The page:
Some Pre-Spring Tips for Lambing

two lambs

I know we posted this back in the end of Fall, but with lambing season beginning soon, we felt that we should bump this post back to our front page. This will help make sure that you’re prepped for lambing this Spring (which is only two months away, by the way). Also, if you’re new to raising sheep or are researching the possibility of adding sheep to your farm, we have a short tip sheet as well as put together a more in-depth guide that you should take a look at!

Even though the winter might feel like it lasts forever, it will eventually come to an end, and lambing season will be upon us sooner than we expect. So, here are a few tips to remember when it comes to lambing this Spring.

Is your space ready?

First thing to remember is your lambing barn ready? No two barns are going to be alike, and there isn’t one correct way of going about this. It all depends on what your needs are and what resources you have available to you. However, there are a few things that you need to make sure of. Firstly, that you have a warm, clean area for the ewes and their babies. However, there is a fine line between a warm barn and one that isn’t getting good airflow and has high humidity, you have to find a balance between getting fresh air into the barn but not creating a draft through it. Secondly, you need to make sure you have the lambing pens ready at the same time, these should be a large enough space so that the lambs have room to move around, and are equipped with a heat lamp.

Attentiveness is key!

I cannot stress this enough, when lambing you need to make sure that the lambs are getting colostrum right away. Producers should always be prepared to deal with weak or cold lambs as this can happen, especially when lambing gets into full swing. The longer these lambs go without an colostrum adequate intake and/or are still cold the most likely they won’t recover.


In an ideal situation the lamb should nurse from the ewe around an hour after birth so that the lamb can get the full nutritional benefit of the colostrum. If the lamb is too weak to nurse, it might be necessary to tube feed the lamb. This should be done by someone who is skilled at this due to the potential health risks on the lamb from tube-feeding. Additionally, you should have some frozen colostrum and milk replacer handy in case of weak lambs. When defrosting the colostrum make sure to bring it up to temperature via warming in hot water, never in the microwave as this will destroy any nutritional value of the colostrum for the lamb.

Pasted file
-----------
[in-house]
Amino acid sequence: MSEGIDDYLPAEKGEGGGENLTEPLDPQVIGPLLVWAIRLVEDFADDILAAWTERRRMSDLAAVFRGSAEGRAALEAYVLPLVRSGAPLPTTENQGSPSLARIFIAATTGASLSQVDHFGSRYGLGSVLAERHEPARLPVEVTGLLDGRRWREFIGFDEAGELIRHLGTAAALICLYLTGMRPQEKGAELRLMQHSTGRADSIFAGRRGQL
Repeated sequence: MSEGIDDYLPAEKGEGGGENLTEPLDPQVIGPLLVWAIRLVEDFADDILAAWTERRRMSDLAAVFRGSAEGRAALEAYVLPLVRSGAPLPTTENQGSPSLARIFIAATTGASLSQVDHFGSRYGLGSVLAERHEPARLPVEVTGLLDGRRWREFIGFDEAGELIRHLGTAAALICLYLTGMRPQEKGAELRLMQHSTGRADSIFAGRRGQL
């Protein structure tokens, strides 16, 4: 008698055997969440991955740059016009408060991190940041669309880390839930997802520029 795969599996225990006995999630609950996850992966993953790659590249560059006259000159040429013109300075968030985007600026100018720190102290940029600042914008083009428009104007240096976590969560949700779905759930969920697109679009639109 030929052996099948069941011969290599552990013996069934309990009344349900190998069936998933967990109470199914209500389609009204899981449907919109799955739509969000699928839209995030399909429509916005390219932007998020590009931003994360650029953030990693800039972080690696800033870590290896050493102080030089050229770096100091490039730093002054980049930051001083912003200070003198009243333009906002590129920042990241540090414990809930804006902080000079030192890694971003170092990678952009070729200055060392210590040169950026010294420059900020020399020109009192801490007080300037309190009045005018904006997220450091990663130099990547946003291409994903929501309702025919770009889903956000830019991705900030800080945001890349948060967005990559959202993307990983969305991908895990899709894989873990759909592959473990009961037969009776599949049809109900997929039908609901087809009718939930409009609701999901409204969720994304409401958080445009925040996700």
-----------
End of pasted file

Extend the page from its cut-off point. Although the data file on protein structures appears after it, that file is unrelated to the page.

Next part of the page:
Finally, you should have an immunization schedule in place prior to the start of lambing, by doing this you’ll be prepped for lambing and will have all the necessary equipment in place.

Lisa Podwirny is the owner of Ketchum Mfg. Connect with her on !

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Tips for Raising Sheep


A couple of weeks ago we released some tips on lambing that will help you make it a smoother process. There are many reasons to raise sheep and it’s important to first find out your reasons for wanting to raise sheep in the first place. They can be great for improving your agricultural landscape as livestock grazing helps to to control vegetation and preserve open lands. Also, they can be great to raise for profit, and it isn’t as hard as some think it is. But, whatever your reason, here are some tips to help you get started if you want to start raising sheep.

Tip #1 – Housing

Traditional barns are, by far, the most standard choice for housing when raising sheep for profit. While they might be expensive, they give the best protection for sheep, the feeds, and the equipment. If you’re looking for something less expensive, a hoop house can be a good alternative. Additionally, you’re going to want to make sure where you put the barn is on elevated ground, has good drainage, wind protection, electricity, and easy access for deliveries and trash collection.

Tip #2 – Feeding

Whatever you plan on doing with your sheep herd, I would recommend that you invest in some feeders, not only will it make feeding easier, it will also reduce the risk of your sheep contracting diseases. Feeding sheep on the ground can increase this risk because your sheep are likely to use the same area that you feed them in as their bathroom, which means that the feed can get contaminated.

Tip # 3 – Handling

Sheep are very tame and sociable creatures, like goats, they strive for an environment that follows a routine and is peaceful. Also, make sure to keep your sheep together, this will help foster a sense of home and helps them stay comfortable. The more comfortable your herd is, the healthier they will be.

two lambs

Tip #4 – Management

The style in which you manage your herd’s breeding schedule is also extremely important. There are three different styles of lambing. Early lambing takes place from January to February, and then selling the lambs in early summer. Late lambing, which occurs between April and May, which will reduce production costs but the lambs will also be sold for less. Finally, there is also accelerated lambing, which increases production, but also puts additional strain on the sheep and needs extremely close attention to your herd.

We hope that these tips will help you with your research into raising sheep. For any identification needs, we carry a wide variety of animal ID tags, and Tambra Brass Tags!

Lisa Podwirny is the owner of Ketchum Mfg. Connect with her on !

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